Expert: Dumping the Transnistrian Settlement on the EU Will Not Work

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It seems that ruling party has given up trying to combine the processes of European integration and reintegration, fully concentrating on the former, and expecting to outsource the latter to Brussels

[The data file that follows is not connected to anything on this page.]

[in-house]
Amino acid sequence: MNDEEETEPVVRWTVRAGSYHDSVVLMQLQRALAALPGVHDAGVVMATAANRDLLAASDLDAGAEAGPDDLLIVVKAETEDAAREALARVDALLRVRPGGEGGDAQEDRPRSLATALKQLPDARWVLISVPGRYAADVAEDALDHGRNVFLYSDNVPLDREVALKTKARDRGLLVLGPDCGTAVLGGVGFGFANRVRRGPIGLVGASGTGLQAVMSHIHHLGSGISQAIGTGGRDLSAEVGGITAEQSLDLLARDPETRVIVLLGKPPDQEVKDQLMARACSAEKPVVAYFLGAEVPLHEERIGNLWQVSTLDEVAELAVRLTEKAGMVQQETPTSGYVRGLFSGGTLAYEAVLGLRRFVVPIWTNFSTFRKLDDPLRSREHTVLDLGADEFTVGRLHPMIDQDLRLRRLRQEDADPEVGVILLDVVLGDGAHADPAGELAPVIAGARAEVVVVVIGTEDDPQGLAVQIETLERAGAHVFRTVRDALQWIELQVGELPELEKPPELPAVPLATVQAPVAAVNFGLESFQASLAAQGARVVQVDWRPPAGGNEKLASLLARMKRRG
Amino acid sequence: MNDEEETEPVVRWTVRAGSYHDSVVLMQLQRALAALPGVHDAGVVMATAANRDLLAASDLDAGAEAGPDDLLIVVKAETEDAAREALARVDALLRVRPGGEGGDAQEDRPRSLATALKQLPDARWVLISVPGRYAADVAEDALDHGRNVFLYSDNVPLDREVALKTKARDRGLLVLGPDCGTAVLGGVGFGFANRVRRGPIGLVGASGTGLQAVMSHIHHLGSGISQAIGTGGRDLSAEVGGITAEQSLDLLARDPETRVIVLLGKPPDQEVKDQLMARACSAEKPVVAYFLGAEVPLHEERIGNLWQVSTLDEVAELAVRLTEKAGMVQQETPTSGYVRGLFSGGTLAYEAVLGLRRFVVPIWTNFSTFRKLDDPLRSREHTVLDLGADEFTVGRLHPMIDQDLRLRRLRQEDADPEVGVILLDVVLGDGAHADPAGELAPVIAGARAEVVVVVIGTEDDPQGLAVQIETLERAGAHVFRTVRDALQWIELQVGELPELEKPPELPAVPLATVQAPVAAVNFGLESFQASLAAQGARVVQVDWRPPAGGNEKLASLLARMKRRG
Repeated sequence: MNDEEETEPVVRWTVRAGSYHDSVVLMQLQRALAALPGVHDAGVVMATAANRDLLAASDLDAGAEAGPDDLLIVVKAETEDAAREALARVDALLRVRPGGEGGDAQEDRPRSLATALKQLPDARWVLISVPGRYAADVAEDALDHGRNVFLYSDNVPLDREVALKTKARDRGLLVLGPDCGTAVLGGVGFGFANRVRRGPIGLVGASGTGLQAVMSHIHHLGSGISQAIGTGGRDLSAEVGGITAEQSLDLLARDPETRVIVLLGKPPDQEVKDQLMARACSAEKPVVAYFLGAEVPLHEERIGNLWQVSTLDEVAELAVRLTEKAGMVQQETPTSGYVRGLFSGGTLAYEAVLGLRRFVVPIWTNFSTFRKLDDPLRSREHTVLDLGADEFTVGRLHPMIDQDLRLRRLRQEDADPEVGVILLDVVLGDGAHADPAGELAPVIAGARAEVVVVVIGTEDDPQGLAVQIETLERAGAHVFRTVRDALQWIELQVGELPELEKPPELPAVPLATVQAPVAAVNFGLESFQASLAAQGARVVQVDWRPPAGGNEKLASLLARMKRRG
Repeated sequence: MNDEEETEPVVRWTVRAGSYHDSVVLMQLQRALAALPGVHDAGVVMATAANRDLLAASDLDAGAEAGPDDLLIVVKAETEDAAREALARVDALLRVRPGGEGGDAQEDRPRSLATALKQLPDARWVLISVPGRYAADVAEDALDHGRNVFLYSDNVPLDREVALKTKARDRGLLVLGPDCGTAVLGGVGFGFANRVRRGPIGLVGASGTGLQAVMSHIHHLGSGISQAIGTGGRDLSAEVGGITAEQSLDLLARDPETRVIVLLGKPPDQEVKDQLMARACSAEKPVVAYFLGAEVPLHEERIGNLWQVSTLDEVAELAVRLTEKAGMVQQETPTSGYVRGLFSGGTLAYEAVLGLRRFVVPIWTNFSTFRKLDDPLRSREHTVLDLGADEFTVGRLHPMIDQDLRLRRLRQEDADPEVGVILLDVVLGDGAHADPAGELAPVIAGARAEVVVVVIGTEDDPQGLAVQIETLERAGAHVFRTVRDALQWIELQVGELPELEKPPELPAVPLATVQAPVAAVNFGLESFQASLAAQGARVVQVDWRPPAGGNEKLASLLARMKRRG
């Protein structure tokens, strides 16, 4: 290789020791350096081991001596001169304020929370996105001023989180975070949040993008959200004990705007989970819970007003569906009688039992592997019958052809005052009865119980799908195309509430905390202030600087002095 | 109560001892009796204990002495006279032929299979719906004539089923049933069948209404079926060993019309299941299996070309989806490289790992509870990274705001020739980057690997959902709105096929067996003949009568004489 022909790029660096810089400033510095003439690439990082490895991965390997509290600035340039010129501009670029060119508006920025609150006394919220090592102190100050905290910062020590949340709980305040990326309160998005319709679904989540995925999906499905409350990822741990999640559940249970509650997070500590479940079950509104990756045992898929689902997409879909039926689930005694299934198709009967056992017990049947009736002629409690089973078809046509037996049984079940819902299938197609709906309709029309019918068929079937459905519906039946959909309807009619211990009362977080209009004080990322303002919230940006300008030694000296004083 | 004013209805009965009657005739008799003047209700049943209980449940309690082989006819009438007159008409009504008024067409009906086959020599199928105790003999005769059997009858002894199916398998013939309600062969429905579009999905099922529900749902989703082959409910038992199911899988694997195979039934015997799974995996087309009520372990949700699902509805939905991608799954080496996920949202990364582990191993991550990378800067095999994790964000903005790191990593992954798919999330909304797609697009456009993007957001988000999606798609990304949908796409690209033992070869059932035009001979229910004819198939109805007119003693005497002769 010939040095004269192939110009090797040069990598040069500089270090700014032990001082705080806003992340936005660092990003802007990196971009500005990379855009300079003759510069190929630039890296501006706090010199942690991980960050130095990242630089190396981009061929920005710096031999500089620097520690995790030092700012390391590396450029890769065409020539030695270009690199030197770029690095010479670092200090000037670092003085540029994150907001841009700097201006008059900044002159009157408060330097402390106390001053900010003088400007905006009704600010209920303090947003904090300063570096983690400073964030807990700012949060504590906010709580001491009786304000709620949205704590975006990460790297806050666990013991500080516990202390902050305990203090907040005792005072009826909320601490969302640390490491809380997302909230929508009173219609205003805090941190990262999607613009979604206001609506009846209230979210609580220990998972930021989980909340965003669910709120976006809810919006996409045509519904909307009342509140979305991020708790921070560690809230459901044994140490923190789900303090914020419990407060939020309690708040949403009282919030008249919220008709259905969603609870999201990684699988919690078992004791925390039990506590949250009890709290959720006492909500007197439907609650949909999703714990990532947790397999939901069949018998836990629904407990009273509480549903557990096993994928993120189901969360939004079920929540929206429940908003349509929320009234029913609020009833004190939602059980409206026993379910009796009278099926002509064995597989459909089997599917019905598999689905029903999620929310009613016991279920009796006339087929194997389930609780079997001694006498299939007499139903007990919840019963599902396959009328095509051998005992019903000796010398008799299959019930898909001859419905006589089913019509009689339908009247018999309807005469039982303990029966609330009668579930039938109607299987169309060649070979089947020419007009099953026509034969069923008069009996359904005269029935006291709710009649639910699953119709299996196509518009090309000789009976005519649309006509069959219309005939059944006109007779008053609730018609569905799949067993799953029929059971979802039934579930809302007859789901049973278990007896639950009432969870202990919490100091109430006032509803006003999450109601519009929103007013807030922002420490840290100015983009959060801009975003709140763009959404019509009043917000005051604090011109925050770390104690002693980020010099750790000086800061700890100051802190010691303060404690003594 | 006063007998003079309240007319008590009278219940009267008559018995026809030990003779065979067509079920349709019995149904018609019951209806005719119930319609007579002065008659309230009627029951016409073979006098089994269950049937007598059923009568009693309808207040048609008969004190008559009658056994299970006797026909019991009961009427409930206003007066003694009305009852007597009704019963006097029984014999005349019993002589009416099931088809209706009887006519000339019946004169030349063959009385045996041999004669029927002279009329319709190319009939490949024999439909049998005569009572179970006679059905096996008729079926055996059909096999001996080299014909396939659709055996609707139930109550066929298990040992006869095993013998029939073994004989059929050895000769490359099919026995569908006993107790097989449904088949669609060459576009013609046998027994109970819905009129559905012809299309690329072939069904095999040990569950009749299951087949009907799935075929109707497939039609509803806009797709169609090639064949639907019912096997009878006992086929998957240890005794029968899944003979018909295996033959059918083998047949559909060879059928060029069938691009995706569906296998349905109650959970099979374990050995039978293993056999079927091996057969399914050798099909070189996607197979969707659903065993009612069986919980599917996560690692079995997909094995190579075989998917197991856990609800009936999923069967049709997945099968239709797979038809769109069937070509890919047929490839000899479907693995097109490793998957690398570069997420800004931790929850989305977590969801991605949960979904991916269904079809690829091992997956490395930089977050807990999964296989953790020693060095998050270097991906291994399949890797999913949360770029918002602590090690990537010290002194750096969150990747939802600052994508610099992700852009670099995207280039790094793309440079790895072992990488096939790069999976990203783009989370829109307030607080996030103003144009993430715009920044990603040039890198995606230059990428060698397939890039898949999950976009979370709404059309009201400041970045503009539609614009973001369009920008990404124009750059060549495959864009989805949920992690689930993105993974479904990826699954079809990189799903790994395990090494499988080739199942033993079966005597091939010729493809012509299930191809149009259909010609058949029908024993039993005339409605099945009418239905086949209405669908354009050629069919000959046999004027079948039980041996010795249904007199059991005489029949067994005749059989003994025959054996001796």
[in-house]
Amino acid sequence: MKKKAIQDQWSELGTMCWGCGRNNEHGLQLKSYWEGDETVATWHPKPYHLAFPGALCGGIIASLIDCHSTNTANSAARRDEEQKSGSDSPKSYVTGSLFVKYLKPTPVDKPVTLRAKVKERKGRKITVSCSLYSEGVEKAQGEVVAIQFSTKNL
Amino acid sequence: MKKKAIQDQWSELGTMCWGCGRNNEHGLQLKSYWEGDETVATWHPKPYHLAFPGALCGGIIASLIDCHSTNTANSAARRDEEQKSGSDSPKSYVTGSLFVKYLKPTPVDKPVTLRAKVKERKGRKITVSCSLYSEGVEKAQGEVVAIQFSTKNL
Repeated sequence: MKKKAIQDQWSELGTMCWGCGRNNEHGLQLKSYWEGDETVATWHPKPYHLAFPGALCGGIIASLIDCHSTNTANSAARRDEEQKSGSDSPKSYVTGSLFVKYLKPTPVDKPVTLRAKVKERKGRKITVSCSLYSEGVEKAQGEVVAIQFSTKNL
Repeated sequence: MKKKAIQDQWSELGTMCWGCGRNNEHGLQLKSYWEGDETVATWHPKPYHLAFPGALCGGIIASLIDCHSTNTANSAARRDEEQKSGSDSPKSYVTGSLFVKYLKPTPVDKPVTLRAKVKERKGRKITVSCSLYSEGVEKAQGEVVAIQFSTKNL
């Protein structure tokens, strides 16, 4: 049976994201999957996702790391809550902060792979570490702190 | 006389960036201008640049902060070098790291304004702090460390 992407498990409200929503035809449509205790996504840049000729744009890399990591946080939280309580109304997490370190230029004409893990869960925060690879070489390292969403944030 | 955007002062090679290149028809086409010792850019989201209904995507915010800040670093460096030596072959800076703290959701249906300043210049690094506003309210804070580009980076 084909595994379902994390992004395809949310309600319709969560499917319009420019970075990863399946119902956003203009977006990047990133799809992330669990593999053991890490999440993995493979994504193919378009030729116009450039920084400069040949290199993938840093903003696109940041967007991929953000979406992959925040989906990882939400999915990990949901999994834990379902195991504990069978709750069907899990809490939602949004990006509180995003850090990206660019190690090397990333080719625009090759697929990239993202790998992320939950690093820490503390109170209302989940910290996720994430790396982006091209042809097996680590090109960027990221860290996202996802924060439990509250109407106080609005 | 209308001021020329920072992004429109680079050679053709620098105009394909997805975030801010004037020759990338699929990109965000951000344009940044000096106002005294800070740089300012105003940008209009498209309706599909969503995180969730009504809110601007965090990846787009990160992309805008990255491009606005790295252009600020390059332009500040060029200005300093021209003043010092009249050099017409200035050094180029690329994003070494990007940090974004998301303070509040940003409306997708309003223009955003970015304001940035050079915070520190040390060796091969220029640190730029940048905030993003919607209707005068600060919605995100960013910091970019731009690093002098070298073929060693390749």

Sergiu CEBAN, RTA: Last week, the head of the EU Delegation to Moldova made a remarkable visit to Tiraspol. According to local administration reports, measures to revitalize the negotiation process were discussed. Meanwhile, it is obvious that one of the main topics was the issue of Moldova’s integration into the EU. Whether the European representative brought some proposals to the authorities of the region or tried to clarify their position, it is difficult to say yet. However, let us try to find out. As of today, our authorities are focused on the nine recommendations of Brussels, which, if implemented, seem to have a good chance of launching accession negotiations by the end of this year. However, some experts are skeptical about this probability, drawing parallels with the last NATO summit and the very restrained position of the West regarding Ukraine, Moldova and other countries that were waiting for distinct political signals. In the end, the alliance did not give clear prospects, so there is a great risk that Brussels will do the same with regard to Kyiv - and, therefore, Moldova will also remain in the “waiting room”. Besides, our government has become so linear in its statements about European integration that recently it has not even stated anything clear about how it sees the interconnection of negotiations with the EU and with the Transnistrian administration. Even if we assume that Brussels decides to launch official negotiations, it is still not clear how the results will be implemented on the left bank, whether Tiraspol will be ready to get involved, and whether Chisinau needs it at all. The synchronization of the two processes was previously discussed but apparently this concept has not been documented or put into practice. The suspicious silence has prompted some experts to formulate the most bizarre versions and speculations, up to the point that we seriously consider the possibility of abandoning the Transnistrian region in order to join the EU as soon as possible. There is a rumor that in the government they say - the “Transnistrian burden” is too heavy to be distracted by it, to waste time and resources and, as a result, to miss the historic chance to take a seat in the rapidly receding train of European integration. These suspicions are fueled by the ambiguous statements of our chief diplomat Nicu Popescu, who says that Chisinau expects to settle the Transnistrian issue in the process of accession to the European Union - however, if it does not happen, only the right bank of the Dniester will join the EU. And then the process of reintegration will continue in new context. Maia Sandu is more consistent and expects to join the EU by 2030 together with Transnistria. As before, she expects to resolve the Transnistrian issue thanks to the attractiveness of the right bank after the big “Euro-renovation” of Moldova. Of course, it is inappropriate for the head of state to speculate about the scenarios of European integration and reintegration. However, the lack of specifics from the president suggests that there is absolute silence and hope for chance. European officials seem to admit the application of the Cyprus’ European integration option, but so far these statements lack clear content and require comprehensive analyses. The model of Cyprus’ accession to the EU, of course, answers some questions in the case of Moldova, but not all of them. Moreover, this option does not take into account a lot of nuances and, in general, the specifics of our unresolved conflict, as well as the ability of Kyiv to influence the processes around our state. Tiraspol, of course, listens carefully to the statements from Chisinau about the opportunity for resolving the conflict, which suddenly fell on the Moldovan authorities together with the European perspective. However, judging by the statements of Transnistrian representatives, they still do not understand how exactly Chisinau plans to take advantage of this unique chance and combine European integration and Transnistrian settlement. We should not underestimate the left-bank government, which has always been well versed in the intricacies of Moldovan politics and has used the indecisiveness of our authorities to strengthen its position. Therefore, in the absence of a “road map”, we cannot rule out an unexpected “surprise” from Tiraspol at the start of negotiations. For instance, they will organize another referendum on “foreign policy direction” and integration aspirations. It is easy to guess how exactly this may affect Chisinau’s further negotiations with the EU member states. Obviously, Moldova’s aspiration to join the European Union makes it necessary for any final agreement between Chisinau and Tiraspol to be approved by not only European political structures, but also by all EU member states. Otherwise, any settlement model not agreed with Brussels may become another “Kozak plan”. Let us frankly say that the majority of European-oriented citizens have long ago solved the Transnistrian problem by drawing a border along the Dniester and expecting that this will hasten up the process of integration into the EU. We can understand that, especially when Moldovan elites do not hide their desire to dress up as Greek Cypriots. At the same time, nobody wants to take into account the fundamental fact that unlike Cyprus, where the problem is inside the Euro-Atlantic body, Moldova, due to its geopolitical position, will not be accepted into the EU without a clear and agreeable to Brussels model of conflict resolution. In order to please Brussels once again, our officials actively speculate that all international participants in the negotiation process should become equal. Oleg Serebrian is increasingly vocal about the need to raise the status of the EU to that of a mediator. Therefore, it is strange that there are no parallel statements of EU officials about their mediation ambitions, as if they are unwilling to take on additional political and diplomatic burden. Alas, all this seems to be another ridiculous attempt by our authorities to shift the heavy burden of settlement, the painful reactions to the inevitable concessions to Tiraspol and the final formula for resolving the conflict onto the European Union. I dare to disappoint our experts: this plan is doomed in advance, and no one in Brussels will allow to shirk the entire burden of political and historical responsibility on the EU.